Inyo County Board Selects Tom Hardy as New District Attorney
The Inyo County Board of Supervisors concluded an expedited recruitment process on Tuesday, Sept. 3 with the hiring of Tom Hardy to the vacant position of Inyo County District Attorney. Former District Attorney Art Maillet resigned suddenly in July, citing health reasons. His term was set to expire in January of 2015. Maillet, who spent 10-and-a half years as the County’s lead prosecutor, recommended the Board appoint Assistant D.A. Joel Samuels to the position of D.A. for the remainder of Maillet’s term, or until elections in June of 2014. The Board declined.
Instead, at Tuesday’s Board of Supervisors meeting, the Board conducted a lengthy interview process with Samuels, Hardy, and Attorney Jeffrey Greenberg. What emerged over the three and a half hour process was a vision of troubled relations between the District Attorney’s office and other County agencies, as well as a looming challenge to the new District Attorney and the County with the implementation of AB109, an Assembly Bill passed in 2011 designed to move low-level felons to local jails instead of state prisons.
In his opening statement to the Board and public, Tom Hardy stressed that a D.A. “has to be a team player,” not only with the Police Department, Sheriff’s Department, defense bar, and court, but also with the media and the public. Hardy highlighted his experience in criminal law practice in Inyo County. He began as a contract Public Defender in the ‘80s and ‘90s, served as Assistant D.A. from 1997-2002, and as Deputy District Attorney from 2004-2006, and currently practices law through a private practice.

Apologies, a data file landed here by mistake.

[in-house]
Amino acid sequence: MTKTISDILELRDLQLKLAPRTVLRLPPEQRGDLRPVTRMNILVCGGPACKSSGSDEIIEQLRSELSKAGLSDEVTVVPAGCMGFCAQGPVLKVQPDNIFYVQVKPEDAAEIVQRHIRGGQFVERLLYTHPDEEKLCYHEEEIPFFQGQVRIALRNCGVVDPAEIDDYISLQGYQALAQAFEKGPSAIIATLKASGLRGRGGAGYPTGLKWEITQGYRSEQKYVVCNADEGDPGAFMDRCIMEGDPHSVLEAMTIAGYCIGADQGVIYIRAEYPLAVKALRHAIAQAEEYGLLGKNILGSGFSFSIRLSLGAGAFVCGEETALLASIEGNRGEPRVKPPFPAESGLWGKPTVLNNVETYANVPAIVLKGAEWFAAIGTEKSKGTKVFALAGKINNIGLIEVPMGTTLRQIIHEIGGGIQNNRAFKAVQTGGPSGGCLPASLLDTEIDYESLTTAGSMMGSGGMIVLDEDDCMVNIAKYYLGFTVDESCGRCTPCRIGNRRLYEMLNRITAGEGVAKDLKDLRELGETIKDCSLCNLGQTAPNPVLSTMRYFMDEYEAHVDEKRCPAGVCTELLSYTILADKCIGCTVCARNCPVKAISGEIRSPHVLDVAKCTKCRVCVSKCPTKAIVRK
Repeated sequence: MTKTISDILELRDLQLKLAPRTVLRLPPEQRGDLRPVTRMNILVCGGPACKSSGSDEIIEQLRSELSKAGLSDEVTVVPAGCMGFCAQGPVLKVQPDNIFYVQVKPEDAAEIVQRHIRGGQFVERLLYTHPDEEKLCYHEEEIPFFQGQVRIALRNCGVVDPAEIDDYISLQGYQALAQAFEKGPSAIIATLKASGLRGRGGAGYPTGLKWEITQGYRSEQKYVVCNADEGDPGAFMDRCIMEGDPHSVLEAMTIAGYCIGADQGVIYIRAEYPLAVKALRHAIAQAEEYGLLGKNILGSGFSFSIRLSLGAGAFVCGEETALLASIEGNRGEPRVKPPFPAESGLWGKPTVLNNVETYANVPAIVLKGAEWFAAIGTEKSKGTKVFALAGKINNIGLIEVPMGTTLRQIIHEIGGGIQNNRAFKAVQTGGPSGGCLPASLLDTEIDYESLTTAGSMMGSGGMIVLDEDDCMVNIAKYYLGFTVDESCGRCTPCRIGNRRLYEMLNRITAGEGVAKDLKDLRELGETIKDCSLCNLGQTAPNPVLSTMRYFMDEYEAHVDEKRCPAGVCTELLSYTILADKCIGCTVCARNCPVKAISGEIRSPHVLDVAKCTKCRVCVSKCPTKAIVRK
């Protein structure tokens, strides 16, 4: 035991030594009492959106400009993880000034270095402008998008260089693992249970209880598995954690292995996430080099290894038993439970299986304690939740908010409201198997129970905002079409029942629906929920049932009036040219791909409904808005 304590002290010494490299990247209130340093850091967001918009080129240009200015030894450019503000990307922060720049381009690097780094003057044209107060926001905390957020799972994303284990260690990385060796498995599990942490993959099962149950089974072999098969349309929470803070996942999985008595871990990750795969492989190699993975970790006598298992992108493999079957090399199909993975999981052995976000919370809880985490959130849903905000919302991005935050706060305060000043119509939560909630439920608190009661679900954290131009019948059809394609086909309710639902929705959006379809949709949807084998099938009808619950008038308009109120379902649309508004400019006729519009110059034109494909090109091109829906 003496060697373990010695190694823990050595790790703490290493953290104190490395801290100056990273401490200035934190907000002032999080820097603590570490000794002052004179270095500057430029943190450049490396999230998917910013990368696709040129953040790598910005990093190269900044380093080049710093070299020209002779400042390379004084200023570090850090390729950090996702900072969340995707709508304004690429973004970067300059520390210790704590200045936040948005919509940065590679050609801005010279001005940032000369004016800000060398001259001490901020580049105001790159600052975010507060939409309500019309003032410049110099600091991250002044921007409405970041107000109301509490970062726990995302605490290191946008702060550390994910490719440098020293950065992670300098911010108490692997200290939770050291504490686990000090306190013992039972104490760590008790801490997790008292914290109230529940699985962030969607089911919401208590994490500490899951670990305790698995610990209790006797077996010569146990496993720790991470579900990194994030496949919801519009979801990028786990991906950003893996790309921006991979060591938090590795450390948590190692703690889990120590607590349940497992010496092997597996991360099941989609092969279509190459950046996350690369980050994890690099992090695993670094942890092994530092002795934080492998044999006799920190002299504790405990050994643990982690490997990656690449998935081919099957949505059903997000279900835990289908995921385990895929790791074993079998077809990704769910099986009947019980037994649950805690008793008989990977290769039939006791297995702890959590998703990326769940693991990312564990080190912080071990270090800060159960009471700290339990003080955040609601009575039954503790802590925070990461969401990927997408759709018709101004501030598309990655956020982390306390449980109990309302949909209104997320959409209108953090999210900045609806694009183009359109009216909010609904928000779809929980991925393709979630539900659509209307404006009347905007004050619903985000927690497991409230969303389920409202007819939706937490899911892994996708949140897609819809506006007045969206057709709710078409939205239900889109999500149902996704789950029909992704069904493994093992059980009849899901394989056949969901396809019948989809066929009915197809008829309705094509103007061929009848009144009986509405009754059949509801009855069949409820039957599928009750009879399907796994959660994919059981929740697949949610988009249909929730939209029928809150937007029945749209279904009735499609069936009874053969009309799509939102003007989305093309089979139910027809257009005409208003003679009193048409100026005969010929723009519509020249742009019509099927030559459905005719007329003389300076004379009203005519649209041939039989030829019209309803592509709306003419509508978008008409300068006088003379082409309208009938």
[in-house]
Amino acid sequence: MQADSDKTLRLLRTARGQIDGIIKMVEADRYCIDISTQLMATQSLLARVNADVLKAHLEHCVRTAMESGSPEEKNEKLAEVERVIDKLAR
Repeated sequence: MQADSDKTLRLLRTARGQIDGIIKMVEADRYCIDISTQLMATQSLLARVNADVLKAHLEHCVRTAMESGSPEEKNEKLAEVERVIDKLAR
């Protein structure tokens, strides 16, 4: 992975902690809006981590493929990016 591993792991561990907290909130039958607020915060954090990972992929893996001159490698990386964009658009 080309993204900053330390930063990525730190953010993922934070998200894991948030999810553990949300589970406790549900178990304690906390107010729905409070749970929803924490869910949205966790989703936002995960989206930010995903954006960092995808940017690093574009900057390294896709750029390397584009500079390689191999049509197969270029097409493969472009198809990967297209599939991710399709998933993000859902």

In his letter of interest to the Board, Hardy admitted that he hadn’t thought he would seek a return to the D.A.’s office. He noted in particular that a private practice allows him the opportunity to work in varied areas of law. “However, since leaving, I have become more and more concerned with the operations of the office and I have been saddened to see the office lose much of the respect it once enjoyed,” his letter states. From his outsider’s perspective, he added, “The District Attorney’s relationships with local law enforcement and the court appear to be, at best, strained, and its reputation in the community is probably at an all-time low.”
Joel Samuels agreed in his opening remarks that the D.A.’s office “can do better on some things,” citing relations with the media and the community. But he disagreed with Hardy’s overall assessment of the reputation of the office. “Just talk to the officers, the deputies, and the victims of crime [in the County],” he advised the Board.
Samuels emphasized his record over his eight years in the D.A.’s office as both Deputy and Assistant D.A., noting about an 82% success rate in his 30-plus court trials. Addressing his record as a prosecutor, he said, “People can disagree with me, they can say I drive a hard bargain, but they can’t besmirch my integrity, my honesty and my search for justice.”